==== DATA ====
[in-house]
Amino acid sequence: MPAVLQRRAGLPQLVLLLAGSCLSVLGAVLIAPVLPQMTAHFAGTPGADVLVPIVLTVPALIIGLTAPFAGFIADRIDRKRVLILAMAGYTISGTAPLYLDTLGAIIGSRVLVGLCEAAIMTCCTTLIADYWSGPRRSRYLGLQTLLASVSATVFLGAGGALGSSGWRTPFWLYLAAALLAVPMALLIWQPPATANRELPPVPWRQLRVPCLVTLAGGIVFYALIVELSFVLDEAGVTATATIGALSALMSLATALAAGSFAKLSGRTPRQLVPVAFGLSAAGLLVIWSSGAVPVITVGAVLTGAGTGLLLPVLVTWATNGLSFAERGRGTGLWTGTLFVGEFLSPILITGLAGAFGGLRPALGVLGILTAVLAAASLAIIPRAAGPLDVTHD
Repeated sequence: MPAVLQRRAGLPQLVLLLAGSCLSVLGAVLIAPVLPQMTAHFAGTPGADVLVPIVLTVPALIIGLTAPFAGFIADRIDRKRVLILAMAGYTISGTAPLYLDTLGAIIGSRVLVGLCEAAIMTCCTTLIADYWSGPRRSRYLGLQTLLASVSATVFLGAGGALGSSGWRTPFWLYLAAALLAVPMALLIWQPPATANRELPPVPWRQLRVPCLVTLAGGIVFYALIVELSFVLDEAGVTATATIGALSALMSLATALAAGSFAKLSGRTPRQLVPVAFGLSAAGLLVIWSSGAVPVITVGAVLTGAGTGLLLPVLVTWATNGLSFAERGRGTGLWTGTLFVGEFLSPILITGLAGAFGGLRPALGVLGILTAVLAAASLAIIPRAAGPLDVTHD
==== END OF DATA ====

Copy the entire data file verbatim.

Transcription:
[in-house]
Amino acid sequence: MPAVLQRRAGLPQLVLLLAGSCLSVLGAVLIAPVLPQMTAHFAGTPGADVLVPIVLTVPALIIGLTAPFAGFIADRIDRKRVLILAMAGYTISGTAPLYLDTLGAIIGSRVLVGLCEAAIMTCCTTLIADYWSGPRRSRYLGLQTLLASVSATVFLGAGGALGSSGWRTPFWLYLAAALLAVPMALLIWQPPATANRELPPVPWRQLRVPCLVTLAGGIVFYALIVELSFVLDEAGVTATATIGALSALMSLATALAAGSFAKLSGRTPRQLVPVAFGLSAAGLLVIWSSGAVPVITVGAVLTGAGTGLLLPVLVTWATNGLSFAERGRGTGLWTGTLFVGEFLSPILITGLAGAFGGLRPALGVLGILTAVLAAASLAIIPRAAGPLDVTHD
Repeated sequence: MPAVLQRRAGLPQLVLLLAGSCLSVLGAVLIAPVLPQMTAHFAGTPGADVLVPIVLTVPALIIGLTAPFAGFIADRIDRKRVLILAMAGYTISGTAPLYLDTLGAIIGSRVLVGLCEAAIMTCCTTLIADYWSGPRRSRYLGLQTLLASVSATVFLGAGGALGSSGWRTPFWLYLAAALLAVPMALLIWQPPATANRELPPVPWRQLRVPCLVTLAGGIVFYALIVELSFVLDEAGVTATATIGALSALMSLATALAAGSFAKLSGRTPRQLVPVAFGLSAAGLLVIWSSGAVPVITVGAVLTGAGTGLLLPVLVTWATNGLSFAERGRGTGLWTGTLFVGEFLSPILITGLAGAFGGLRPALGVLGILTAVLAAASLAIIPRAAGPLDVTHD